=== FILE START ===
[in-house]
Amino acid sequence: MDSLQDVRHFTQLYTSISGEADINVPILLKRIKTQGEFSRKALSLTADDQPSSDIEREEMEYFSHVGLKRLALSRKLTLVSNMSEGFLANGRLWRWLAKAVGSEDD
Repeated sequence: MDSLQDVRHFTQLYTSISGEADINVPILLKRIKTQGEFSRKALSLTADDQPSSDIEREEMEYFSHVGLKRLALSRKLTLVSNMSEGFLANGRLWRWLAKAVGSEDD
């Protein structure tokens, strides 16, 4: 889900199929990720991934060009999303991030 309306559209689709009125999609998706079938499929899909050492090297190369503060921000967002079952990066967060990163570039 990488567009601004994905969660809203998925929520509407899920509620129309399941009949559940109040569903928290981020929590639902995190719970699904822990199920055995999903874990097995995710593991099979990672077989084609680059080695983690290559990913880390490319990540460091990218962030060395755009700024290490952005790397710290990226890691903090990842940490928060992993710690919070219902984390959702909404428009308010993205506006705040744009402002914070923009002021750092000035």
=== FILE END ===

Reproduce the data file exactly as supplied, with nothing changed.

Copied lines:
[in-house]
Amino acid sequence: MDSLQDVRHFTQLYTSISGEADINVPILLKRIKTQGEFSRKALSLTADDQPSSDIEREEMEYFSHVGLKRLALSRKLTLVSNMSEGFLANGRLWRWLAKAVGSEDD
Repeated sequence: MDSLQDVRHFTQLYTSISGEADINVPILLKRIKTQGEFSRKALSLTADDQPSSDIEREEMEYFSHVGLKRLALSRKLTLVSNMSEGFLANGRLWRWLAKAVGSEDD
């Protein structure tokens, strides 16, 4: 889900199929990720991934060009999303991030 309306559209689709009125999609998706079938499929899909050492090297190369503060921000967002079952990066967060990163570039 990488567009601004994905969660809203998925929520509407899920509620129309399941009949559940109040569903928290981020929590639902995190719970699904822990199920055995999903874990097995995710593991099979990672077989084609680059080695983690290559990913880390490319990540460091990218962030060395755009700024290490952005790397710290990226890691903090990842940490928060992993710690919070219902984390959702909404428009308010993205506006705040744009402002914070923009002021750092000035």